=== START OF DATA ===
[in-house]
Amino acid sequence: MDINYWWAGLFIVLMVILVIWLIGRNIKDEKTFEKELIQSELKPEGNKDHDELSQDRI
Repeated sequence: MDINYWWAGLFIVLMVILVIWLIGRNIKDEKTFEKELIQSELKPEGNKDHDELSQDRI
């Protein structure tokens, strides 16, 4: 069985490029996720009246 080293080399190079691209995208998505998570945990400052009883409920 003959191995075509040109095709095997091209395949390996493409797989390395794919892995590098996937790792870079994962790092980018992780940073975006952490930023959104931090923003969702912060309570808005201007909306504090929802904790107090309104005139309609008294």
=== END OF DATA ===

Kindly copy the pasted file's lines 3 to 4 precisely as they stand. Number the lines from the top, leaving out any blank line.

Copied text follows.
Repeated sequence: MDINYWWAGLFIVLMVILVIWLIGRNIKDEKTFEKELIQSELKPEGNKDHDELSQDRI
């Protein structure tokens, strides 16, 4: 069985490029996720009246 080293080399190079691209995208998505998570945990400052009883409920 003959191995075509040109095709095997091209395949390996493409797989390395794919892995590098996937790792870079994962790092980018992780940073975006952490930023959104931090923003969702912060309570808005201007909306504090929802904790107090309104005139309609008294």